It is just not reasonable for a dentist to put these resources toward the problem of making a client/server-based system sufficiently redundant to accommodate even the most minor of disasters.

Does that mean that you just have to live with the risk? If you are using a client/server-based dental software system, the answer is “yes.” You just have to live with the risk. There are things you can do to help mitigate incrementally, but you cannot, for a reasonable price, craft a solution that addresses the core issue.

Consider a web-based alternative to dental software

With a web-based system, you don’t have a server in your office with patient data on it — your data is located on the web. No server to be flattened in a collapsed building, no server to be destroyed by a flood, no server to be stolen by an intruder, no server hardware to fail, no patient data to lose, no backup tapes to make or restore. You only have a very simple wire to the Internet.

If there is any event that makes your office computers inoperable, you simply find a new computer with Internet access. In the case of a geographic disaster, your office may be gone, but your patient clinical and billing information is intact, and insurance collections can continue. In the case of a stolen computer, you simply go to your favorite computer store for a replacement and plug it in. You are back up and running that fast (any other hardware failure, same story). Some offices choose to have a spare computer on hand for just such a situation.

Now, what about your data? Is it secure? With a web-based solution, it’s all kept in totally redundant network operations centers (NOCs) located in separate regions of the continent. All information is being stored simultaneously in both places, and if, for any reason, one of them is made inoperable (geographic disaster), the other picks up the slack and you don’t even miss a beat (or a byte, depending on your point of view).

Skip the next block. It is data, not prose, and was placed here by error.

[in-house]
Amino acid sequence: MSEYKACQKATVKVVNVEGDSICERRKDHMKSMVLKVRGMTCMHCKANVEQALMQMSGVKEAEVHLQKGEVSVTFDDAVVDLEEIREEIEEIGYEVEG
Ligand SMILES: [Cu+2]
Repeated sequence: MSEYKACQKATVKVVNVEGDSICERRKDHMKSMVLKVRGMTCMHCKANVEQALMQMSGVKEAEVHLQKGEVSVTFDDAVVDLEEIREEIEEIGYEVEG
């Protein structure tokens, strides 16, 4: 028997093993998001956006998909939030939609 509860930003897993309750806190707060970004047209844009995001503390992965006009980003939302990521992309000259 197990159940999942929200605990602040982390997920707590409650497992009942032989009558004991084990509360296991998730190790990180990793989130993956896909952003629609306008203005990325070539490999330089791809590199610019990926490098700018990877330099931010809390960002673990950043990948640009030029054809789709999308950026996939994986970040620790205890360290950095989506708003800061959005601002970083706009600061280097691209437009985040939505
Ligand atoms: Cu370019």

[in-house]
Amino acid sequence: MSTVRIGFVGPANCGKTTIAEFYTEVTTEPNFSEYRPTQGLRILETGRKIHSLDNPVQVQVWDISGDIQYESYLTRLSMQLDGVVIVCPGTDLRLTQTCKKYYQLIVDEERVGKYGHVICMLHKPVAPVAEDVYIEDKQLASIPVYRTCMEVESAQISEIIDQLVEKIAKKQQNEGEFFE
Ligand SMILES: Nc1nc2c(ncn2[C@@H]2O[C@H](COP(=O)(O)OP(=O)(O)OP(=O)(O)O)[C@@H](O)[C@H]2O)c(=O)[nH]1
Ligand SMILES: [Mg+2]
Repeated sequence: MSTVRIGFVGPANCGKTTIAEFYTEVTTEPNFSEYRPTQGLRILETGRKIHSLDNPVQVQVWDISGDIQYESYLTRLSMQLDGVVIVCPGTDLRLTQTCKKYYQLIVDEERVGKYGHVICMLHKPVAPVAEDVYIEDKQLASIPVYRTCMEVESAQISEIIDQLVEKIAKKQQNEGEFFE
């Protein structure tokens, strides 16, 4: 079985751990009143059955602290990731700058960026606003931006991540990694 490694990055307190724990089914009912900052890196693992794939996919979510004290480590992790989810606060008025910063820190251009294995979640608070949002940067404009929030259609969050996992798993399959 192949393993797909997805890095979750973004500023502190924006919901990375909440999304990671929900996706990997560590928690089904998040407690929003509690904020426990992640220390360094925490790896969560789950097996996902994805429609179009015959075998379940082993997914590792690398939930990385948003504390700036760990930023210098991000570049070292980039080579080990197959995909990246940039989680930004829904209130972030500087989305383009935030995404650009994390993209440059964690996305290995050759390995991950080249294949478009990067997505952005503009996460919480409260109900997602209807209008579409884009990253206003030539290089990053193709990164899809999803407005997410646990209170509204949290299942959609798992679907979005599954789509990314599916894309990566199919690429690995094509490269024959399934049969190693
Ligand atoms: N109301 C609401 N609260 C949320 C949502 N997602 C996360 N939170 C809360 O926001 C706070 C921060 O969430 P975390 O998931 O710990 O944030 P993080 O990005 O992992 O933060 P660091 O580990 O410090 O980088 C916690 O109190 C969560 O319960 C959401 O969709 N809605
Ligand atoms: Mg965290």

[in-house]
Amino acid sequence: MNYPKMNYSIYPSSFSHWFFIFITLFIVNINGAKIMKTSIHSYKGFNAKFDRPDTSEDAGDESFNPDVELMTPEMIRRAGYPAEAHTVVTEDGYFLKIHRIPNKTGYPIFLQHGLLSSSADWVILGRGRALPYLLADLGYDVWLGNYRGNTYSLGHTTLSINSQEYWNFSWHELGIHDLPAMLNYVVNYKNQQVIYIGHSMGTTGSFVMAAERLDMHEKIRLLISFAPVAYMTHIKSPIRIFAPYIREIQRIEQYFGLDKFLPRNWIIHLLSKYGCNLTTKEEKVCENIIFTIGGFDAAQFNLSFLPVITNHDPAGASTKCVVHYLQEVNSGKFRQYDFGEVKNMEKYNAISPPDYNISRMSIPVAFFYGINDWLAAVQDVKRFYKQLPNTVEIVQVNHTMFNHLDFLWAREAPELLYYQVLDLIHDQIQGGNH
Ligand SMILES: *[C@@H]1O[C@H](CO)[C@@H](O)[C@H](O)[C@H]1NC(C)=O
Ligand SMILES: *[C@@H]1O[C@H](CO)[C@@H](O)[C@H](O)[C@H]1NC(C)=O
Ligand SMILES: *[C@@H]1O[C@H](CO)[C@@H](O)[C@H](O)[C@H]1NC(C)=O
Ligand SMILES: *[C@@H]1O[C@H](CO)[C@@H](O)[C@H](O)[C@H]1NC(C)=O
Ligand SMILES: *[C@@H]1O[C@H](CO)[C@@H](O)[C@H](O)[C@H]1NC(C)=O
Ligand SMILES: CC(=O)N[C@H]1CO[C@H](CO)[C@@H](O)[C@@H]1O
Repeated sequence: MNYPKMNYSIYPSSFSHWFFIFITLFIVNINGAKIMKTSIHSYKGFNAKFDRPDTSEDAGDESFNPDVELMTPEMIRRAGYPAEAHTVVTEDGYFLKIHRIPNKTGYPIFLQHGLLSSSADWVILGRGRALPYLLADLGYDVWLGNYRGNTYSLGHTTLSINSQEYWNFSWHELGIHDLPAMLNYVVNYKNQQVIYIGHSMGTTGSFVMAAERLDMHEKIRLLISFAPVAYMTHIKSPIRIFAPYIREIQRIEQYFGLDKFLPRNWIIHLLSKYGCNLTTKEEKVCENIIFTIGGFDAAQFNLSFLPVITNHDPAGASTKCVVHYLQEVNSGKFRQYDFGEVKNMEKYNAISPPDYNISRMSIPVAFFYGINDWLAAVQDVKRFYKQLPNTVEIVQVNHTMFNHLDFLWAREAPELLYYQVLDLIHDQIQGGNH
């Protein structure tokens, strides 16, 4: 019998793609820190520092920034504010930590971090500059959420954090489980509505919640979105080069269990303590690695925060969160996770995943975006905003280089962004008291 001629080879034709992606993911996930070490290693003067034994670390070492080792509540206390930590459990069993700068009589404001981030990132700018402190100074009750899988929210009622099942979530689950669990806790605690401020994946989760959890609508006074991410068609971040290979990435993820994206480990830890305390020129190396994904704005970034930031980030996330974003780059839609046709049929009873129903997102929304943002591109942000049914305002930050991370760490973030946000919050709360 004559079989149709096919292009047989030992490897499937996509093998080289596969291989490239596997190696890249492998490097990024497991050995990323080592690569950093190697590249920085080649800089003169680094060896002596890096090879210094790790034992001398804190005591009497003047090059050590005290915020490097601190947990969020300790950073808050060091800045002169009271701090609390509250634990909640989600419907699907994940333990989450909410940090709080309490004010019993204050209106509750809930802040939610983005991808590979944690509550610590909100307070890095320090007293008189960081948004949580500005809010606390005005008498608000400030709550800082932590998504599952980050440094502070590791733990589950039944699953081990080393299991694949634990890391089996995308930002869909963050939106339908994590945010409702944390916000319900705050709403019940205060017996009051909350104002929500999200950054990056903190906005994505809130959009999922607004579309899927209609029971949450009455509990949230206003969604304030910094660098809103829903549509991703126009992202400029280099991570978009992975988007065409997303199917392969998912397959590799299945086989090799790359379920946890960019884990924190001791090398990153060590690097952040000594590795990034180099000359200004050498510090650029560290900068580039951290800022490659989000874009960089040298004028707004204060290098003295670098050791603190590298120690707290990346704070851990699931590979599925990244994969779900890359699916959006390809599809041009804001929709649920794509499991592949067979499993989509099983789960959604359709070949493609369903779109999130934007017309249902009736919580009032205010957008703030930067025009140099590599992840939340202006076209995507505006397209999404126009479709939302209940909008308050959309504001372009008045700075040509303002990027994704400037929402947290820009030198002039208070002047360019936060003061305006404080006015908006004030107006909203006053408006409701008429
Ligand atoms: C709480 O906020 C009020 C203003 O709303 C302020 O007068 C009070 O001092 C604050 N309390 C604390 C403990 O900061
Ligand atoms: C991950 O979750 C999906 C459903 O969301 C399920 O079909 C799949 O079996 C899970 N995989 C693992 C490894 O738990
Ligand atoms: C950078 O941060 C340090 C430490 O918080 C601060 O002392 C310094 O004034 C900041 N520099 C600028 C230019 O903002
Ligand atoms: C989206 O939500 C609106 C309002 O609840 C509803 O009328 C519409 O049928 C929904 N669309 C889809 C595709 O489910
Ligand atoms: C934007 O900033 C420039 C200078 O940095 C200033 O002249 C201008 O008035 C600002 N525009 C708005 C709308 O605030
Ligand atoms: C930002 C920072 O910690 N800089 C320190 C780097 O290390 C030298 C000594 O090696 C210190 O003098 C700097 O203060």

Hard drives and other computer components are expected to break. The system is designed to accommodate any piece or combination of hardware or computer failure and will still work. You won’t even know there was an issue.

These redundant operations make the need for restoring data from backups extremely rare. It is not uncommon for a robust web-based system to never have the need to resort to backups.

However, in the unlikely event that a backup is needed, they are made every hour of every day (and night). Nobody has to remember to make the backup, and they don’t need to be taken home for “off-site” protection. They are automatically backed up and electronically taken off-site. Each backup is verified to ensure that it will work if needed.

No dentist can build this type of infrastructure on his or her own. No client/server system can offer this type of redundancy and data protection. It’s just not feasible using a client/server technology.


Bad things do happen to good dental offices. Client/server systems present risks that cannot be reasonably addressed. Appropriately architected web-based systems are inherently more secure and available than client/server based systems.

About Curve Dental

Curve Dental is a dental software company that delivers practice management solutions via the web. Customers can schedule, invoice, manage recall, manage insurance, chart and more using only a browser and Internet connection. If you can bank, shop and book a vacation online, why can’t you manage your practice online?